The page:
Sorry Simon, but you're still screwing up

No one person, inside or outside Sun, should be plotting its open source strategy. You can guide it, you can concentrate your own energies at key points, but there is no I in team. Open source requires team-building.

Simon Phipps at FOSS India 2007, from the FOSS.IN blog
In an interview with Builder AU Sun's chief open source officer, Simon Phipps, admits that Sun "screwed up" regarding open source. (The picture is of Phipps speaking in Bangalore from the official Sun FOSS.IN blog.)

But he isolates the "screw-up" to 2001-2002, when Sun was still a proprietary company. This is like a candidate for re-election blaming the problems he faces on a predecessor from the other party.

The fact is Sun is still screwing up. Offering open source licenses for key products is not all there is to an open source strategy. Transparency, community, and some ceding of authority are also required.

Sun has not done that. Java, and mySQL, are not really being run as community projects, according to all the reports I get from community members. They are being run as Sun projects. (Please, Java developers, hammer on me if you disagree.)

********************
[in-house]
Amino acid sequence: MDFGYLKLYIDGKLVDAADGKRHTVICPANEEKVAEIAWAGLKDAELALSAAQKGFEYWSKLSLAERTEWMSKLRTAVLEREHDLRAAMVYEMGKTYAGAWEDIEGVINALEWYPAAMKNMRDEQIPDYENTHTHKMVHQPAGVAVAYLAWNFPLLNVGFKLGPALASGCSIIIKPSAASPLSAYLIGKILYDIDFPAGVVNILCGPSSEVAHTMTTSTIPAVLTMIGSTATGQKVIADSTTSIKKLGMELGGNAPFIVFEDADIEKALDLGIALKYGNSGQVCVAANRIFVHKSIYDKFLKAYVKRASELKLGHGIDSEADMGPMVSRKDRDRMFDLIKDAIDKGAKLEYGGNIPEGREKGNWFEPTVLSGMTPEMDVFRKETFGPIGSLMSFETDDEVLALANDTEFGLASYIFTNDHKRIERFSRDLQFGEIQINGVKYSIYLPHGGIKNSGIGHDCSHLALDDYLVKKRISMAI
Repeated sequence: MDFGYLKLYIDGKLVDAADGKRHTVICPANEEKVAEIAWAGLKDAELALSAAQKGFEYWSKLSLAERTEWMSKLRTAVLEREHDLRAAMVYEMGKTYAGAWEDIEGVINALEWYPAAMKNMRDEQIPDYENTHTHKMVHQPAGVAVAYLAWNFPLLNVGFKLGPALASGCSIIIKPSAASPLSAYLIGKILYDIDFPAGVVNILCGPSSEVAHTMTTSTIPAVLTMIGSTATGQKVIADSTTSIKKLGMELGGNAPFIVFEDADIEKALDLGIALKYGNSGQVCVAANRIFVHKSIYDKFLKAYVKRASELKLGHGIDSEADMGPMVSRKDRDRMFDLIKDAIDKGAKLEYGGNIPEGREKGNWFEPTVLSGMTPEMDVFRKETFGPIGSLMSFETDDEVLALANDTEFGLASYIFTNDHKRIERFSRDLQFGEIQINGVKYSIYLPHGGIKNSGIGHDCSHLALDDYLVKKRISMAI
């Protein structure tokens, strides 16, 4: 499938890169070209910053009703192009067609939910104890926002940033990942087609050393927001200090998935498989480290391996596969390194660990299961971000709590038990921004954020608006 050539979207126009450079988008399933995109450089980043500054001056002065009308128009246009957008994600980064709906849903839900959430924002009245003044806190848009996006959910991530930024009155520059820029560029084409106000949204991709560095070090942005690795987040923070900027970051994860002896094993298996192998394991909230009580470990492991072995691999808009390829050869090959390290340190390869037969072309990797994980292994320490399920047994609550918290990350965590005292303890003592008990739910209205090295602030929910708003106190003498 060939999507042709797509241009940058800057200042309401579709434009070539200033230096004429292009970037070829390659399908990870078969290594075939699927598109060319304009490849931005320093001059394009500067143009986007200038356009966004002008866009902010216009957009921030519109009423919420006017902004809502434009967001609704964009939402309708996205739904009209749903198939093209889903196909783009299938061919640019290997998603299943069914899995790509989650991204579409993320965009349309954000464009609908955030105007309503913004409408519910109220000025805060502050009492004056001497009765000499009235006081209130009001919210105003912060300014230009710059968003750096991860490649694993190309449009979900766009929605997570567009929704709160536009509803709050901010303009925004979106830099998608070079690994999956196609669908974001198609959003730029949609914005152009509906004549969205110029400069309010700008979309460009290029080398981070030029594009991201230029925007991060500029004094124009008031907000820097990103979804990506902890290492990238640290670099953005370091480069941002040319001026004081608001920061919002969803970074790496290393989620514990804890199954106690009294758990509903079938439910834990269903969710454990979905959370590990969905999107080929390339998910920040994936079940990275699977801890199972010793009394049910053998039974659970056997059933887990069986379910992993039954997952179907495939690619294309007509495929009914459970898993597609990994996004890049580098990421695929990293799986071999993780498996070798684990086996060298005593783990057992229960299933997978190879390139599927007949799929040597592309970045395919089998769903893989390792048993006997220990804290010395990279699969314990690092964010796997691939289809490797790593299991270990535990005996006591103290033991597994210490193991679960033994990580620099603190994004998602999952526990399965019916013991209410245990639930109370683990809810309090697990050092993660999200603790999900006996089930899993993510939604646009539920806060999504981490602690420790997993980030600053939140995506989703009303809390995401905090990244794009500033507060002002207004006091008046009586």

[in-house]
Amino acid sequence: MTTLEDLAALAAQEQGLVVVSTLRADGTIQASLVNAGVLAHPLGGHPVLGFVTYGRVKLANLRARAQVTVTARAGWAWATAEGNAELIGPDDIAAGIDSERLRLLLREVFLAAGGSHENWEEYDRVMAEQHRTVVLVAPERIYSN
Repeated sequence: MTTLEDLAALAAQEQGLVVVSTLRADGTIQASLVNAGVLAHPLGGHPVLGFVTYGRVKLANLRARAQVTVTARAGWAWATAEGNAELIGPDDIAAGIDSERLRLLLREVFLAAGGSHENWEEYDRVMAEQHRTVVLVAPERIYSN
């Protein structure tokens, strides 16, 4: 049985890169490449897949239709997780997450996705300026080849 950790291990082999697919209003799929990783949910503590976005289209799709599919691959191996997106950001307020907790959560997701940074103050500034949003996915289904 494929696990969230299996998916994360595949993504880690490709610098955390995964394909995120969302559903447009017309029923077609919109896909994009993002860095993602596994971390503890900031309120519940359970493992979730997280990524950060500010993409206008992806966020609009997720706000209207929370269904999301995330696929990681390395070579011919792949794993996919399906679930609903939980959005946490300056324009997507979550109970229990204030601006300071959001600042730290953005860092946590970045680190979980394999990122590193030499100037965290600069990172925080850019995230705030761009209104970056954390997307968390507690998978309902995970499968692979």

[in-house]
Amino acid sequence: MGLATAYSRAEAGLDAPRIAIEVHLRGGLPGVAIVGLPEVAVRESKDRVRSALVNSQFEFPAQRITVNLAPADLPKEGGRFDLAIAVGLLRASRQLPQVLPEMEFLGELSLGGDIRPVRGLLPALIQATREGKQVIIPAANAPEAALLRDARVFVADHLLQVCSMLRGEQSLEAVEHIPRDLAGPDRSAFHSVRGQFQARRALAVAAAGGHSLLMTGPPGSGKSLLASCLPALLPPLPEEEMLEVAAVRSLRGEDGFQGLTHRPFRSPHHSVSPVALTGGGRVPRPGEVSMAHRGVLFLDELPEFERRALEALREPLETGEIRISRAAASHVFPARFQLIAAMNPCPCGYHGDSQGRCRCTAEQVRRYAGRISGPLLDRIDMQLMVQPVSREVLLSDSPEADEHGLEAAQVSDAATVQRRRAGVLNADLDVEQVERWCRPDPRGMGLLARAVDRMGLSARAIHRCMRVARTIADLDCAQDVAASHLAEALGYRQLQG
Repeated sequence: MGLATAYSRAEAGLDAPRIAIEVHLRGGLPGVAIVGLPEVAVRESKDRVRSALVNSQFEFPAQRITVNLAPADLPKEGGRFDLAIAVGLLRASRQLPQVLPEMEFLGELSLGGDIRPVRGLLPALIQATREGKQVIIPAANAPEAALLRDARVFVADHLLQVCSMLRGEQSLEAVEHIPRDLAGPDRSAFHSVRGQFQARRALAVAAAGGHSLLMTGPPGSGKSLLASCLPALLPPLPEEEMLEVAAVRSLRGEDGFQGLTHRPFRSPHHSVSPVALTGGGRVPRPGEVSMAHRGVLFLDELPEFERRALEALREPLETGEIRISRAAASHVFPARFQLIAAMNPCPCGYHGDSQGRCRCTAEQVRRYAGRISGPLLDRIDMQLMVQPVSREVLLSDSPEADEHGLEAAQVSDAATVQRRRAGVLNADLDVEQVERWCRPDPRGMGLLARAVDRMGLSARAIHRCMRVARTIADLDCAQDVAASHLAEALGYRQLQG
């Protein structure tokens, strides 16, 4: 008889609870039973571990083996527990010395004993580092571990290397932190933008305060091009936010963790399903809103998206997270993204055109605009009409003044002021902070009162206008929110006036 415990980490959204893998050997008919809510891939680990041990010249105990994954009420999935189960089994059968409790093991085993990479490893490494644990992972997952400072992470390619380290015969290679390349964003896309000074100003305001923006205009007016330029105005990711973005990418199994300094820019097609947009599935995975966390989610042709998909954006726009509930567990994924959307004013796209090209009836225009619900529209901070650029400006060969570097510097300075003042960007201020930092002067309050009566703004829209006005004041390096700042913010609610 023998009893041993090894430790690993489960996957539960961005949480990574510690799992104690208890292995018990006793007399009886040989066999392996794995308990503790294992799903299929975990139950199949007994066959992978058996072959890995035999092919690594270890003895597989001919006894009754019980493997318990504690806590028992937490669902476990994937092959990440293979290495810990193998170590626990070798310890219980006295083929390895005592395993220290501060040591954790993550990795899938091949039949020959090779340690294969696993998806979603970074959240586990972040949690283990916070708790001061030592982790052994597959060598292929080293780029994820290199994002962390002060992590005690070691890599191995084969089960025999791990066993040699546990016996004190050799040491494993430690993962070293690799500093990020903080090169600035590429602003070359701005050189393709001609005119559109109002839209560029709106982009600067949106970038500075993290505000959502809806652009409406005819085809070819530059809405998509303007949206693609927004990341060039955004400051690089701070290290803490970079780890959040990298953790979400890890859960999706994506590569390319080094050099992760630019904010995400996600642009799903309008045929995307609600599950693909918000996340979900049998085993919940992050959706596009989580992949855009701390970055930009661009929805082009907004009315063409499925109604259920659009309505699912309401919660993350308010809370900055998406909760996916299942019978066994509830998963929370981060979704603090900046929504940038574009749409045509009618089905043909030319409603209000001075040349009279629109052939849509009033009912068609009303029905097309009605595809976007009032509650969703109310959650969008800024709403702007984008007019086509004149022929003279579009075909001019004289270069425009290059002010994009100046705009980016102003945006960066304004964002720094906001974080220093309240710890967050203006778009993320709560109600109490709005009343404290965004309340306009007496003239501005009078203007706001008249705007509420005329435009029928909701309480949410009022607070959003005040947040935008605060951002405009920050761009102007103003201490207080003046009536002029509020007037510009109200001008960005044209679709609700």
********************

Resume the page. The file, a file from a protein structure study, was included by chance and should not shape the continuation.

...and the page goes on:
That's not how open source works best. The community demands a major say in the development direction or it won't follow. And if you don't have followers you're not leading a parade, you're just marching down the street by yourself.

What Sun needs to do is recruit community members to plot the direction of its products, take what they say on board, and show some transparency. Listening is the key, not talking. A corporate board of advisors would also be nice.

No one person, inside or outside Sun, should be plotting its open source strategy. You can guide it, you can concentrate your own energies at key points, but there is no I in team. Open source requires team-building.

If Sun fails and blames its failure on the open source community it sought to control rather than work with, it will have told the world the biggest business lie ever.

But that's the direction we're going in, still. And that's a pity.

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